USCCB adopts new model to fight human trafficking

Human trafficking is a nightmare thousands of victims endure every day in the shadows of America’s urban and rural communities. But the U.S. Conference of Catholic Bishops wants to recruit local parishes and communities in a new effort to banish the darkness that traffickers need in order to sell their victims for labor or sex. 

The Amistad Movement is the name of the initiative developed by the USCCB’s Office of Migration and Refugee Services (MRS) to get parishes and immigrant communities directly involved in the fight against human traffickers. The program takes its name from The Amistad, a 19th-century slave ship bound for America, where the slaves rose up, took over the ship and won their freedom to return to Africa. 

“We’re launching a national campaign to meet victims where they reside in their communities,” said Nathalie Lummert, MRS Special Programs director. “We’re raising awareness, education and coalition building so immigrant populations can raise up leaders among themselves to identify and help victims of trafficking.” 

Lummert said the USCCB is applying more than a decade of anti-trafficking expertise to developing a new anti-trafficking model that empowers communities with the know-how to fight human trafficking and get victims the social services and law enforcement help they need.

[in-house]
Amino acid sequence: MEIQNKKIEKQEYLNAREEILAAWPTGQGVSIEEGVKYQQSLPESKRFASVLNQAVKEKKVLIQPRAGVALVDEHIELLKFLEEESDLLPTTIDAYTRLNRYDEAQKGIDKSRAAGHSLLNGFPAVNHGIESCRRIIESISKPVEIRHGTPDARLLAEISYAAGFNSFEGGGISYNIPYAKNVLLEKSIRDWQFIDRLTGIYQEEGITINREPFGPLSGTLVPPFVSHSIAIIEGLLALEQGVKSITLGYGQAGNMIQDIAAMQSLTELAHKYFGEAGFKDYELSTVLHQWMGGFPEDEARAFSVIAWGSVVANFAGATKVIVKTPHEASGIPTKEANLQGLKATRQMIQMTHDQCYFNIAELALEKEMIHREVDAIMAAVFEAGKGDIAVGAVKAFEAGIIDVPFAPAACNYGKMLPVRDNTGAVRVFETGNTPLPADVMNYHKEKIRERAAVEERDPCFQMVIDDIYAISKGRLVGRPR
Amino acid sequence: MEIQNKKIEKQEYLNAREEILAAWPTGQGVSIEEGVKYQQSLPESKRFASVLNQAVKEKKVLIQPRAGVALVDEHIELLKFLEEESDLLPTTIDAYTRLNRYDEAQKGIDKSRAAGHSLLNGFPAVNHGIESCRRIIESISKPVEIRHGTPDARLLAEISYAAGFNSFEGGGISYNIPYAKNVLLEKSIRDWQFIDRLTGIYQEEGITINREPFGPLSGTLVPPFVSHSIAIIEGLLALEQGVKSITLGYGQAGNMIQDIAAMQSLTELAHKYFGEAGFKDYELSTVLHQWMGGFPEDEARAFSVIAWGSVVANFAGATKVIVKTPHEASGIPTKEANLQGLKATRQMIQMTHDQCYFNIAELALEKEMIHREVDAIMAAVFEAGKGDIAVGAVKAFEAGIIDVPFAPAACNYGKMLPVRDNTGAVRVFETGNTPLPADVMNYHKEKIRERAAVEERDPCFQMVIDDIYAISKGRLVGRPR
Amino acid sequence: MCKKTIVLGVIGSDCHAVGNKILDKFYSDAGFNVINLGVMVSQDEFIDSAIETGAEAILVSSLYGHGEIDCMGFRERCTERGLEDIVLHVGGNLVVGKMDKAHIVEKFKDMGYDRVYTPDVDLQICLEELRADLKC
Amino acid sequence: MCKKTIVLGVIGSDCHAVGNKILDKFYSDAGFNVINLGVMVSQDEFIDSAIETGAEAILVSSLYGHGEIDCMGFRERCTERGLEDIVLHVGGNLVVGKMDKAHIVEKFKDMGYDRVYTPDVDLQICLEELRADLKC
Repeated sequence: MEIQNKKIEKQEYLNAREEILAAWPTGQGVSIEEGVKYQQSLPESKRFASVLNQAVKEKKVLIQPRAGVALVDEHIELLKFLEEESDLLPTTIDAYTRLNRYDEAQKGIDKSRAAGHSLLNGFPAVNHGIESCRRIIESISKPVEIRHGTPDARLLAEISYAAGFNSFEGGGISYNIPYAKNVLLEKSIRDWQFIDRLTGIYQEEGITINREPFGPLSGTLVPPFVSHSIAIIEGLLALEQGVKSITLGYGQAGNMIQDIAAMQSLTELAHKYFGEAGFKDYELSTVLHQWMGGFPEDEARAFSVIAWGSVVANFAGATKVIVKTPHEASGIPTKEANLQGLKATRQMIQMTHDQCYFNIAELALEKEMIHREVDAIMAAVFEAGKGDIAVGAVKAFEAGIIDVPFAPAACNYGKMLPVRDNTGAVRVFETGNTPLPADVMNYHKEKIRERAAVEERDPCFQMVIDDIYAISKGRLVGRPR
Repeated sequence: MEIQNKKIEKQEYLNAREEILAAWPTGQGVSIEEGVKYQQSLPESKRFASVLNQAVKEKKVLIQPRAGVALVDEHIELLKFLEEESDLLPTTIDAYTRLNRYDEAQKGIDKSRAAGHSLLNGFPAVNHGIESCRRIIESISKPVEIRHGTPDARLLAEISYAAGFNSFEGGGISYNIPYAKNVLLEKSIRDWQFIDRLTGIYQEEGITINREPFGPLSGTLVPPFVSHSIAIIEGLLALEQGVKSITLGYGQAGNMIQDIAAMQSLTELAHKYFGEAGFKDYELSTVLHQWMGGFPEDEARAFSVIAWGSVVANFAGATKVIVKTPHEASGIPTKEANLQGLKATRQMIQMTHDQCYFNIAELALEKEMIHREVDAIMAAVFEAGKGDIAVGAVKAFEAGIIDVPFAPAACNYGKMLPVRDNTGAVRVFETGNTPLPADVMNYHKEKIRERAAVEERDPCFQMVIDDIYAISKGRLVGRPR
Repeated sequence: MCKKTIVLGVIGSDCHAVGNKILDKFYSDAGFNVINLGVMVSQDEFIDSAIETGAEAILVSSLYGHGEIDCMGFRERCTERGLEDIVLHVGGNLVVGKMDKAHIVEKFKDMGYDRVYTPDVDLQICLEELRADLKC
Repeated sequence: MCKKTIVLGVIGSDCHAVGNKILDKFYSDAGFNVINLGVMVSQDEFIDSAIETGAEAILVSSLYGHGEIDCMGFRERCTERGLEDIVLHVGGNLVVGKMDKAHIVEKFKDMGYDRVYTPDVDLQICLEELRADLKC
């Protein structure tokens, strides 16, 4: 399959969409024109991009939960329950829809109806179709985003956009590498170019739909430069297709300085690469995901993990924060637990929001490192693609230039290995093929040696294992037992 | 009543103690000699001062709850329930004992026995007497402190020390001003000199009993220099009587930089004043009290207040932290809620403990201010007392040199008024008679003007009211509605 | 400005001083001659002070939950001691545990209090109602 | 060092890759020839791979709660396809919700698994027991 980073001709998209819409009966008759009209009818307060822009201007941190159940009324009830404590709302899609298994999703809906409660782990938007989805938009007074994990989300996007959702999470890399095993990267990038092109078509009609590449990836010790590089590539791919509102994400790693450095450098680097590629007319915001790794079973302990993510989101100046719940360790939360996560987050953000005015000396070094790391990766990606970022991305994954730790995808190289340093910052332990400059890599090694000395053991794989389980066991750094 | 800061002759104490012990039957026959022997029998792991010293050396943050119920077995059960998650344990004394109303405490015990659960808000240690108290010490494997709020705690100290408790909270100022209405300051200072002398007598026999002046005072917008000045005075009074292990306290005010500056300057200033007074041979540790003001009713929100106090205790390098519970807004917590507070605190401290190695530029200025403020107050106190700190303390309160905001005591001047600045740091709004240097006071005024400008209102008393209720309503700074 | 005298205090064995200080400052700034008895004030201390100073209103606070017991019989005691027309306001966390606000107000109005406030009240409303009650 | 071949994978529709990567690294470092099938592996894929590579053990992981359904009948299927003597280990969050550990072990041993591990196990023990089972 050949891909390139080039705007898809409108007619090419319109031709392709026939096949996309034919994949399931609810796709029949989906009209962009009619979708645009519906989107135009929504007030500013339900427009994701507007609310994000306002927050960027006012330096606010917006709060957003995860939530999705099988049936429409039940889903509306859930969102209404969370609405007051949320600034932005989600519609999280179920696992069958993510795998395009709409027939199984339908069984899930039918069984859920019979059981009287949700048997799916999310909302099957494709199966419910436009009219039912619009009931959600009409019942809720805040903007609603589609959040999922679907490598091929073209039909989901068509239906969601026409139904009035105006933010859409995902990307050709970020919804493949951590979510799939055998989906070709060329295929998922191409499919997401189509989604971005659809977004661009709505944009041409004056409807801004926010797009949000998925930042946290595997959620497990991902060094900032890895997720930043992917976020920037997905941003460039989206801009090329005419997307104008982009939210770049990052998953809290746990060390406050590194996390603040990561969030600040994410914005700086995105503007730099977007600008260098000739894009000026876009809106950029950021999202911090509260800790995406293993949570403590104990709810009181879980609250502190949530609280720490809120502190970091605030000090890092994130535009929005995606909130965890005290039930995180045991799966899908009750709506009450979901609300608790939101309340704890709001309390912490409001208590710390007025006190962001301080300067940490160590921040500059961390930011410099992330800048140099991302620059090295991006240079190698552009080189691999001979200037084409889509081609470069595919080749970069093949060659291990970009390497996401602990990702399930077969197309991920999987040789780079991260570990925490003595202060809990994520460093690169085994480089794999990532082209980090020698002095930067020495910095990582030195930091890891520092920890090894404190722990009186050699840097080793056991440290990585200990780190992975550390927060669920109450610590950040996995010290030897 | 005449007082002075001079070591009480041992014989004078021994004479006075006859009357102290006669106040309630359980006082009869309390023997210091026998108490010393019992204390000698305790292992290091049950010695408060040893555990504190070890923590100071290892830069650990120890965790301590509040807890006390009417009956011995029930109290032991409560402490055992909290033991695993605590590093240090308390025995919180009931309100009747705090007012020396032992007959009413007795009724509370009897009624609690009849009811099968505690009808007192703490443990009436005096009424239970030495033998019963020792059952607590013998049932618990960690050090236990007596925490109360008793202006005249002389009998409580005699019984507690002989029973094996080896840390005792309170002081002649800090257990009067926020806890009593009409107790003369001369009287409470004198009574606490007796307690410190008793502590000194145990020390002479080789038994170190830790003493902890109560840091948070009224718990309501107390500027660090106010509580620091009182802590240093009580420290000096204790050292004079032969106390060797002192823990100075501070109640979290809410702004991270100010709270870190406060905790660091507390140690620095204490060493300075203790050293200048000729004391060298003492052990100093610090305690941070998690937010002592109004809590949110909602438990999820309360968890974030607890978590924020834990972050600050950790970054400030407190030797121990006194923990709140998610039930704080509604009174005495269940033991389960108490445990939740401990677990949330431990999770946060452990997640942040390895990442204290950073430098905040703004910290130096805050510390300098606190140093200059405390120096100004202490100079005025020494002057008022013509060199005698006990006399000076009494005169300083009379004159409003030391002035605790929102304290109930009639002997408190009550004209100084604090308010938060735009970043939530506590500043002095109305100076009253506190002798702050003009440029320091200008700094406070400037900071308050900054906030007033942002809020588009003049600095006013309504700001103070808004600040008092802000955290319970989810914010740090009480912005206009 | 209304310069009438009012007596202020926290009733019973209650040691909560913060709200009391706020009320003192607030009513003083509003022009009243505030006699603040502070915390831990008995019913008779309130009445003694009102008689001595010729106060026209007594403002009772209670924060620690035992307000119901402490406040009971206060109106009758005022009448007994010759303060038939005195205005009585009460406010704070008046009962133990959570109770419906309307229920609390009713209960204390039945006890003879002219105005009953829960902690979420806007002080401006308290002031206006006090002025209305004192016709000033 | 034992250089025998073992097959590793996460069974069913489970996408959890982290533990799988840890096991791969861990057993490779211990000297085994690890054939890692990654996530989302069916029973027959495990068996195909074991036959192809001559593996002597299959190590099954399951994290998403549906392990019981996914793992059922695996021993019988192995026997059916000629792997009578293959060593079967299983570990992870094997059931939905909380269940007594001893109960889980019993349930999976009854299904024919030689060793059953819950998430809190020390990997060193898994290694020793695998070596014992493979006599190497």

Victim outreach program

The USCCB had managed a $15 million victim outreach program serving more than 2,700 victims and 500 family members over five-and-a-half years on behalf of the Department of Health and Human Services. A Washington Post investigation revealed senior political appointees at HHS overruled internal recommendations to renew the USCCB’s contract over the Church’s opposition to artificial birth control and abortion. 

Nearly 17,500 men, women and children enter the United States each year as victims of human trafficking, according to the USCCB. The victims of trafficking — the largest criminal activity next to the illegal drug trade — live in America’s cities, small towns and rural communities. 

“When people don’t hear about cases in the community, people naturally can feel like it really isn’t a problem,” Hilary Chester, associate director of the MRS Anti-Trafficking Unit, said. 

But data the USCCB gathered from managing the HHS program paints a far different picture: traffickers are not just selling and hiding their victims in America’s metropolises, they’re moving them into America’s hometowns.